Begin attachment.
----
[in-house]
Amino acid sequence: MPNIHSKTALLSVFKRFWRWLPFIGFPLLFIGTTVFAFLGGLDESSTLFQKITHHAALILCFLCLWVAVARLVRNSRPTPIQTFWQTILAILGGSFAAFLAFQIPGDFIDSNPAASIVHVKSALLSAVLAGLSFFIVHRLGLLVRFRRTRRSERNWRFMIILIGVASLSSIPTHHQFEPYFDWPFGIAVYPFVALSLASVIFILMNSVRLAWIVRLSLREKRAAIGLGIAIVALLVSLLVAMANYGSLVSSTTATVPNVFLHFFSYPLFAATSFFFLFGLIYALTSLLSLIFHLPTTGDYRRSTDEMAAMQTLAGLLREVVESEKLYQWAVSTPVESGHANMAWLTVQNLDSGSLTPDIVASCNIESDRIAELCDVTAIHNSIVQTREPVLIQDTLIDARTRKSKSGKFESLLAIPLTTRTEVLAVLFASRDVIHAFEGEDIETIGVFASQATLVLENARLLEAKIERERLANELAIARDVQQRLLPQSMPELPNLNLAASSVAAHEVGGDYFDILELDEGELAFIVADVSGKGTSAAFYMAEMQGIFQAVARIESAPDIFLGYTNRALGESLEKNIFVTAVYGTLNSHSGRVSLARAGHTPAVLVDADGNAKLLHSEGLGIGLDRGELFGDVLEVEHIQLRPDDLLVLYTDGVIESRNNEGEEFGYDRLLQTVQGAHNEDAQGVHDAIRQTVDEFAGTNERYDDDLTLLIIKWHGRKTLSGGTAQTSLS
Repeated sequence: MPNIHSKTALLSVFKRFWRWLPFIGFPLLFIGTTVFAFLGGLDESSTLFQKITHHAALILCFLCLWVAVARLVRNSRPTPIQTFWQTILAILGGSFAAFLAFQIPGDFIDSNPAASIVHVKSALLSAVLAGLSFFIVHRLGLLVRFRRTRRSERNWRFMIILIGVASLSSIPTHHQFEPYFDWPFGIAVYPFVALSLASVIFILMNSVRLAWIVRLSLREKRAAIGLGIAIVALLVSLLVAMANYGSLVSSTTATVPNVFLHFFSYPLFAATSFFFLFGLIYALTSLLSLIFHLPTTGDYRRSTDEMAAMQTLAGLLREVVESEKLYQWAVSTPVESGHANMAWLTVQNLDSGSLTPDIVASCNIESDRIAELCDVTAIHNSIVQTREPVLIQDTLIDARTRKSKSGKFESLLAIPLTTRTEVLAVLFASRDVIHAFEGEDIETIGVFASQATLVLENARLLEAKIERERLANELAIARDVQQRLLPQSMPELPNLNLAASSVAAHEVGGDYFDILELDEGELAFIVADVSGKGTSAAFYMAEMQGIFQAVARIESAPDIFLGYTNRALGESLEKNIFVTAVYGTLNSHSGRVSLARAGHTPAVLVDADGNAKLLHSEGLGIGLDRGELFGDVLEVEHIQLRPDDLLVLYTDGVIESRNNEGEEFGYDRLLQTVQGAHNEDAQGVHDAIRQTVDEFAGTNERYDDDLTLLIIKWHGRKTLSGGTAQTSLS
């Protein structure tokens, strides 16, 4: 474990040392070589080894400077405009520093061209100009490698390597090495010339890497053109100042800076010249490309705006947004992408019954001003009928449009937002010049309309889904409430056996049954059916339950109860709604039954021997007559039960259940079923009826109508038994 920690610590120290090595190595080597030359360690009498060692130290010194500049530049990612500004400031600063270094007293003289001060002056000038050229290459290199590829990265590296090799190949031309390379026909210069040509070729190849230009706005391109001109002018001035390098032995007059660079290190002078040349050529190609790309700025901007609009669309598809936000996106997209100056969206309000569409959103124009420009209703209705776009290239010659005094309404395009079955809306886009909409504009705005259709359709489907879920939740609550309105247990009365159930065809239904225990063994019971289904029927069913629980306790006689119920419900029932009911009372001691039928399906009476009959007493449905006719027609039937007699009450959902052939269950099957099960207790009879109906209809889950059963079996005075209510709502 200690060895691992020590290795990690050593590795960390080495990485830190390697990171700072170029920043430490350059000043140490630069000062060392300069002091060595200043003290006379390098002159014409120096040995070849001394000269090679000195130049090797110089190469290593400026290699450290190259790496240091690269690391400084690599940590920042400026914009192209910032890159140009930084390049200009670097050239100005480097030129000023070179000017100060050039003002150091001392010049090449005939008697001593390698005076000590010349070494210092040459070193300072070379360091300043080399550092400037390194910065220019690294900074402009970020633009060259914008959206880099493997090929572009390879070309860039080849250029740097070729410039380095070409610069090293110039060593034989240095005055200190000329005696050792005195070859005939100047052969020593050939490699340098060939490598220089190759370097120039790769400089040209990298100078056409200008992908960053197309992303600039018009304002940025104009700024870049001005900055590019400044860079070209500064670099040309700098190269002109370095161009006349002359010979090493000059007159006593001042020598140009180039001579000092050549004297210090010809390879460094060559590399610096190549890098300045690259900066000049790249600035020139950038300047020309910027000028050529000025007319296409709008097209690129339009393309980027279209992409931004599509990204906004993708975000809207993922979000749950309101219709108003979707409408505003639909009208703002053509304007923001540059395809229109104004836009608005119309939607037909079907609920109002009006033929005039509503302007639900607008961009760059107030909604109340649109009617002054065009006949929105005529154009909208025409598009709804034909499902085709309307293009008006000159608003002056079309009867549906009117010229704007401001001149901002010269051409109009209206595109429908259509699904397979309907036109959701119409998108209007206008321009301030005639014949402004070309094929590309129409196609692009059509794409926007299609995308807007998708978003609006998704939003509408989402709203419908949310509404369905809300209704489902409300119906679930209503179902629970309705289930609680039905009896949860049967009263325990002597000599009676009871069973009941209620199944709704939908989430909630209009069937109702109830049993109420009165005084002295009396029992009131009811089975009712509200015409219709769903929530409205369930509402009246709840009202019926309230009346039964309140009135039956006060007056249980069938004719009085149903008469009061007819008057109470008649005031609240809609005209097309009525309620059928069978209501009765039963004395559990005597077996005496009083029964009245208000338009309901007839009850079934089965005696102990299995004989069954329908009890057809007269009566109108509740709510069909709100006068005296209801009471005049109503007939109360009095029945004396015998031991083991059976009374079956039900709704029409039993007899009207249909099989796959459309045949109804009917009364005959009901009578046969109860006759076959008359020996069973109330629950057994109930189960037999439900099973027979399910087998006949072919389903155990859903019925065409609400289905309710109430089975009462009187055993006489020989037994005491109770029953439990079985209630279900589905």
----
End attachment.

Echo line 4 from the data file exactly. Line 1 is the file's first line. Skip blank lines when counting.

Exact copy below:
């Protein structure tokens, strides 16, 4: 474990040392070589080894400077405009520093061209100009490698390597090495010339890497053109100042800076010249490309705006947004992408019954001003009928449009937002010049309309889904409430056996049954059916339950109860709604039954021997007559039960259940079923009826109508038994 920690610590120290090595190595080597030359360690009498060692130290010194500049530049990612500004400031600063270094007293003289001060002056000038050229290459290199590829990265590296090799190949031309390379026909210069040509070729190849230009706005391109001109002018001035390098032995007059660079290190002078040349050529190609790309700025901007609009669309598809936000996106997209100056969206309000569409959103124009420009209703209705776009290239010659005094309404395009079955809306886009909409504009705005259709359709489907879920939740609550309105247990009365159930065809239904225990063994019971289904029927069913629980306790006689119920419900029932009911009372001691039928399906009476009959007493449905006719027609039937007699009450959902052939269950099957099960207790009879109906209809889950059963079996005075209510709502 200690060895691992020590290795990690050593590795960390080495990485830190390697990171700072170029920043430490350059000043140490630069000062060392300069002091060595200043003290006379390098002159014409120096040995070849001394000269090679000195130049090797110089190469290593400026290699450290190259790496240091690269690391400084690599940590920042400026914009192209910032890159140009930084390049200009670097050239100005480097030129000023070179000017100060050039003002150091001392010049090449005939008697001593390698005076000590010349070494210092040459070193300072070379360091300043080399550092400037390194910065220019690294900074402009970020633009060259914008959206880099493997090929572009390879070309860039080849250029740097070729410039380095070409610069090293110039060593034989240095005055200190000329005696050792005195070859005939100047052969020593050939490699340098060939490598220089190759370097120039790769400089040209990298100078056409200008992908960053197309992303600039018009304002940025104009700024870049001005900055590019400044860079070209500064670099040309700098190269002109370095161009006349002359010979090493000059007159006593001042020598140009180039001579000092050549004297210090010809390879460094060559590399610096190549890098300045690259900066000049790249600035020139950038300047020309910027000028050529000025007319296409709008097209690129339009393309980027279209992409931004599509990204906004993708975000809207993922979000749950309101219709108003979707409408505003639909009208703002053509304007923001540059395809229109104004836009608005119309939607037909079907609920109002009006033929005039509503302007639900607008961009760059107030909604109340649109009617002054065009006949929105005529154009909208025409598009709804034909499902085709309307293009008006000159608003002056079309009867549906009117010229704007401001001149901002010269051409109009209206595109429908259509699904397979309907036109959701119409998108209007206008321009301030005639014949402004070309094929590309129409196609692009059509794409926007299609995308807007998708978003609006998704939003509408989402709203419908949310509404369905809300209704489902409300119906679930209503179902629970309705289930609680039905009896949860049967009263325990002597000599009676009871069973009941209620199944709704939908989430909630209009069937109702109830049993109420009165005084002295009396029992009131009811089975009712509200015409219709769903929530409205369930509402009246709840009202019926309230009346039964309140009135039956006060007056249980069938004719009085149903008469009061007819008057109470008649005031609240809609005209097309009525309620059928069978209501009765039963004395559990005597077996005496009083029964009245208000338009309901007839009850079934089965005696102990299995004989069954329908009890057809007269009566109108509740709510069909709100006068005296209801009471005049109503007939109360009095029945004396015998031991083991059976009374079956039900709704029409039993007899009207249909099989796959459309045949109804009917009364005959009901009578046969109860006759076959008359020996069973109330629950057994109930189960037999439900099973027979399910087998006949072919389903155990859903019925065409609400289905309710109430089975009462009187055993006489020989037994005491109770029953439990079985209630279900589905």